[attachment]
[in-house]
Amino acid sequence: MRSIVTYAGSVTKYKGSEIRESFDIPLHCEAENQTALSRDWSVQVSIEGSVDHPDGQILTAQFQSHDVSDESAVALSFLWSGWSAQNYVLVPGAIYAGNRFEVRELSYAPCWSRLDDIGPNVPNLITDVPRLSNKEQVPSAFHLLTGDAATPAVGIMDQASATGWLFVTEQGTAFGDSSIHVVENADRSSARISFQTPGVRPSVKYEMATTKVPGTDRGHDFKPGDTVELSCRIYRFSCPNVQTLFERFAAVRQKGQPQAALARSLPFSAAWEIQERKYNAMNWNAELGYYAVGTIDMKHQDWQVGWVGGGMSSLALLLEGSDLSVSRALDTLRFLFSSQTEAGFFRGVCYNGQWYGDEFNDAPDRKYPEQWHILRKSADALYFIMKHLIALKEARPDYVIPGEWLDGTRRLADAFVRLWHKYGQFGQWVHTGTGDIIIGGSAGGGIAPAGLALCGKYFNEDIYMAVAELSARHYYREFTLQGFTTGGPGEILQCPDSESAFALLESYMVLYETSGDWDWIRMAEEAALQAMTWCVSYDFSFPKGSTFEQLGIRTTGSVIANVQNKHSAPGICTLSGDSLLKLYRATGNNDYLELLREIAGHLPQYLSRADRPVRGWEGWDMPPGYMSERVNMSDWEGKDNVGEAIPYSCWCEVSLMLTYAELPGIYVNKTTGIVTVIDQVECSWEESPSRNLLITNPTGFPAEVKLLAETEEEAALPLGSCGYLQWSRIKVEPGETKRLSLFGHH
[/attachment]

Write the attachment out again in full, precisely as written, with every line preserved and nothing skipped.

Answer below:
[in-house]
Amino acid sequence: MRSIVTYAGSVTKYKGSEIRESFDIPLHCEAENQTALSRDWSVQVSIEGSVDHPDGQILTAQFQSHDVSDESAVALSFLWSGWSAQNYVLVPGAIYAGNRFEVRELSYAPCWSRLDDIGPNVPNLITDVPRLSNKEQVPSAFHLLTGDAATPAVGIMDQASATGWLFVTEQGTAFGDSSIHVVENADRSSARISFQTPGVRPSVKYEMATTKVPGTDRGHDFKPGDTVELSCRIYRFSCPNVQTLFERFAAVRQKGQPQAALARSLPFSAAWEIQERKYNAMNWNAELGYYAVGTIDMKHQDWQVGWVGGGMSSLALLLEGSDLSVSRALDTLRFLFSSQTEAGFFRGVCYNGQWYGDEFNDAPDRKYPEQWHILRKSADALYFIMKHLIALKEARPDYVIPGEWLDGTRRLADAFVRLWHKYGQFGQWVHTGTGDIIIGGSAGGGIAPAGLALCGKYFNEDIYMAVAELSARHYYREFTLQGFTTGGPGEILQCPDSESAFALLESYMVLYETSGDWDWIRMAEEAALQAMTWCVSYDFSFPKGSTFEQLGIRTTGSVIANVQNKHSAPGICTLSGDSLLKLYRATGNNDYLELLREIAGHLPQYLSRADRPVRGWEGWDMPPGYMSERVNMSDWEGKDNVGEAIPYSCWCEVSLMLTYAELPGIYVNKTTGIVTVIDQVECSWEESPSRNLLITNPTGFPAEVKLLAETEEEAALPLGSCGYLQWSRIKVEPGETKRLSLFGHH